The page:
34th Meeting of the AAS Division on Dynamical Astronomy, May 2003
12 Migration and Others
Oral, Wednesday, May 7, 2003, 10:50am-12:35pm,

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[12.01] Migration and Dynamical Relaxation in Crowded Systems of Giant Planets

F. C. Adams (U. Michigan)

This talk discusses the intermediate-time dynamics of newly formed solar systems with a focus on planetary migration. We consider two limiting corners of parameter space -- crowded systems containing N=10 giant planets in the outer solar system and solar systems with N=2 planets that tidally interact with a circumstellar disk. Crowded planetary systems can form via gravitational instabilities and in accumulation scenarios -- if the disk is metal rich and has a large mass. The planetary system adjusts itself toward stability by spreading out, ejecting planets, and sending bodies into the star. For a given set of initial conditions, dynamical relaxation leads to a well-defined distribution of possible solar systems. For each class of initial conditions, we perform large numbers of N-body simulations to obtain a statistical description of the possible outcomes. For N=10 planet systems, we consider several different planetary mass distributions; we also perform secondary sets of simulations to explore chaotic behavior and longer term dynamics. For systems with 10 planets initially populating the range 5 AU < a < 30 AU, these scattering processes naturally produce orbits with a=1 AU and the full range of eccentricity. Shorter period orbits (smaller a) are more difficult to achieve. To account for the observed eccentric giant planets, we explore an alternate mechanism that combines dynamical scattering and tidal interactions with a circumstellar disk. This combined model naturally produces the observed range of semi-major axis and eccentricity. We discuss the relative merits of the different migration mechanisms for producing the observed eccentric giant planets.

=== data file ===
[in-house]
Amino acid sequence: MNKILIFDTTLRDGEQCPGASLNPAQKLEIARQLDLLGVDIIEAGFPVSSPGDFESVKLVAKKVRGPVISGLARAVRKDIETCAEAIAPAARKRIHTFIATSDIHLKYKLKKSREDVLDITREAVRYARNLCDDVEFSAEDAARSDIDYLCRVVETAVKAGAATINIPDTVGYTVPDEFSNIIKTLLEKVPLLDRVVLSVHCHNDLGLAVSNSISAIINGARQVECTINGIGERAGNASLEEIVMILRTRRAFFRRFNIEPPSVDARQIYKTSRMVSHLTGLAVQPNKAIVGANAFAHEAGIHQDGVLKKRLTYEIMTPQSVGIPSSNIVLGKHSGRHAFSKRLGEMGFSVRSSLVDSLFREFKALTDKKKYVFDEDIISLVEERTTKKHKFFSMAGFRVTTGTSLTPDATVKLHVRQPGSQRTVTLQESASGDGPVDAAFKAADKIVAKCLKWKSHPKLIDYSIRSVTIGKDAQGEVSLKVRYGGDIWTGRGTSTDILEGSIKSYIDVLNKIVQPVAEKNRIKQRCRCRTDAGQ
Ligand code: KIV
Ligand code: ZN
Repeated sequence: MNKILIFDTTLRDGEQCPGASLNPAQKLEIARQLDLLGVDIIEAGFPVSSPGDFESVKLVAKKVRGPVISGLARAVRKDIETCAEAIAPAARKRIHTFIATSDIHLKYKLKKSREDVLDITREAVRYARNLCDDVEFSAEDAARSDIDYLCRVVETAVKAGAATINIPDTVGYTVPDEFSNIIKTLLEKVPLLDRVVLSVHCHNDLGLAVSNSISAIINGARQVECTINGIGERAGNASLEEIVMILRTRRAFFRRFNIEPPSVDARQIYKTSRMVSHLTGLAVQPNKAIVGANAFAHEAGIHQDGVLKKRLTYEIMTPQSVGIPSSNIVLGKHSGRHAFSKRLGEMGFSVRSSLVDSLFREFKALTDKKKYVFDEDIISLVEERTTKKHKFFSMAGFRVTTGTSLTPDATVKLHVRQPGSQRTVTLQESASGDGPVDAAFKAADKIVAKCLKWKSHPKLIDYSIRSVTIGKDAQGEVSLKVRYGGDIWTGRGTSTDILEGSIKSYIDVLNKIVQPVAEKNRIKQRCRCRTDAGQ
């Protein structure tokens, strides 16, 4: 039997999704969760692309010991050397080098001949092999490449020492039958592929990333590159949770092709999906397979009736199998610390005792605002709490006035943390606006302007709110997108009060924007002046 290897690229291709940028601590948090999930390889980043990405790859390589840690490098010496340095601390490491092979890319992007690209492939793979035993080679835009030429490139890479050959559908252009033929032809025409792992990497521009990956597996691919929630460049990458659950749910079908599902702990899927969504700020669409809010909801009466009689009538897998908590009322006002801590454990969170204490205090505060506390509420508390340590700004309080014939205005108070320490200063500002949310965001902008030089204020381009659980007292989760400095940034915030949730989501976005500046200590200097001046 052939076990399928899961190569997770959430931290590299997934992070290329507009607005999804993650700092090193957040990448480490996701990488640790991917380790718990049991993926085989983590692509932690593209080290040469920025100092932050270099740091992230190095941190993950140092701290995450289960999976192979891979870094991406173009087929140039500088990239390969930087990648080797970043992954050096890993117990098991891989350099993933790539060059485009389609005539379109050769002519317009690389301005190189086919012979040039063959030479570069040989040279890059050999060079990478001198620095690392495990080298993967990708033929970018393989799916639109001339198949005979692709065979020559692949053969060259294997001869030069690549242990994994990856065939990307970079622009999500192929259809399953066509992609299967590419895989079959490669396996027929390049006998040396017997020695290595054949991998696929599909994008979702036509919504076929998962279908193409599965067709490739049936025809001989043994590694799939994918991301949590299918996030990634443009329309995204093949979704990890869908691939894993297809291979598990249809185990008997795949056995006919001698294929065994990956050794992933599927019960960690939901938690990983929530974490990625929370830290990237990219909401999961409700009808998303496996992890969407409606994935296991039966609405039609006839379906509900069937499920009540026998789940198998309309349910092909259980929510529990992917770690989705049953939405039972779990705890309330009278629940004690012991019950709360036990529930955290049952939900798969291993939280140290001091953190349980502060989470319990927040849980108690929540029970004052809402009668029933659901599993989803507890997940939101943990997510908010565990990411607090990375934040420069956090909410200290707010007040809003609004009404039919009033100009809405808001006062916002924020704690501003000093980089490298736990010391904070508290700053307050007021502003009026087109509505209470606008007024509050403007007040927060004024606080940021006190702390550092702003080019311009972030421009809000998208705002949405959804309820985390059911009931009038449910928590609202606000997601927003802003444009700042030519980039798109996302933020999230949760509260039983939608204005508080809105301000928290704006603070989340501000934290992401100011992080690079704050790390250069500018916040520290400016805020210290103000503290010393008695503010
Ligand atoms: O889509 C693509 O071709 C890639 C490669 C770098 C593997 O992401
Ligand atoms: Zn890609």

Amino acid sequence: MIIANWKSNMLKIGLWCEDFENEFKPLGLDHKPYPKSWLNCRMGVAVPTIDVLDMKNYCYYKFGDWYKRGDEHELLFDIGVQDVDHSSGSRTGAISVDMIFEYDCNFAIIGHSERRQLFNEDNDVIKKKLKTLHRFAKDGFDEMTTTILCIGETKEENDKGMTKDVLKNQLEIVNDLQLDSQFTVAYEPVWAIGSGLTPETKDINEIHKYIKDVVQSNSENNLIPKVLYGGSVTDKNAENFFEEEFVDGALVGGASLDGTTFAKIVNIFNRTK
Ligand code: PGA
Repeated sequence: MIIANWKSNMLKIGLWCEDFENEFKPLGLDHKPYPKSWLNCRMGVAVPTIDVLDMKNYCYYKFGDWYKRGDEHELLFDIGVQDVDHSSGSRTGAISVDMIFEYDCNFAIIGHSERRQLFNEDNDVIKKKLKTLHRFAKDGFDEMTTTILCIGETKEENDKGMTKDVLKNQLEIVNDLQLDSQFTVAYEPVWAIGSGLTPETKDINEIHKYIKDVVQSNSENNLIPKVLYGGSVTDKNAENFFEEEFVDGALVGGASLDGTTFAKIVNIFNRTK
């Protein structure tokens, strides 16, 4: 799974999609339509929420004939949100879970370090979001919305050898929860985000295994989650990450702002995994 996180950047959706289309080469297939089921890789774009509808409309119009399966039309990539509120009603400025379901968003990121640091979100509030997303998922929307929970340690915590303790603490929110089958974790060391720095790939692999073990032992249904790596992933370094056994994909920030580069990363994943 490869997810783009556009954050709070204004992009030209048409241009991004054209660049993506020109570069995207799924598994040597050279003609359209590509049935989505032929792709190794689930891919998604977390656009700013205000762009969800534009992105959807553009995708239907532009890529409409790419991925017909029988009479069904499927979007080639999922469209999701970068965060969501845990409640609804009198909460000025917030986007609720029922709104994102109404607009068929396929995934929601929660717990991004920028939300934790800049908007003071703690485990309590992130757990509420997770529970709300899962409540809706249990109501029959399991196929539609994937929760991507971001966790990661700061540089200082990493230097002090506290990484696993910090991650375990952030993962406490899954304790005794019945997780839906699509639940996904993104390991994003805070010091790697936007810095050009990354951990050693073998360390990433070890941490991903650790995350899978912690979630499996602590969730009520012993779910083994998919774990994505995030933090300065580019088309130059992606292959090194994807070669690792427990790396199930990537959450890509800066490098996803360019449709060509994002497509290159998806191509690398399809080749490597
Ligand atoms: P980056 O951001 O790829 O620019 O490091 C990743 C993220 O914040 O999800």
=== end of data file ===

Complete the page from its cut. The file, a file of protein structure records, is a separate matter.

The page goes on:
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Bulletin of the American Astronomical Society, 35 #4
© 2003. The American Astronomical Soceity.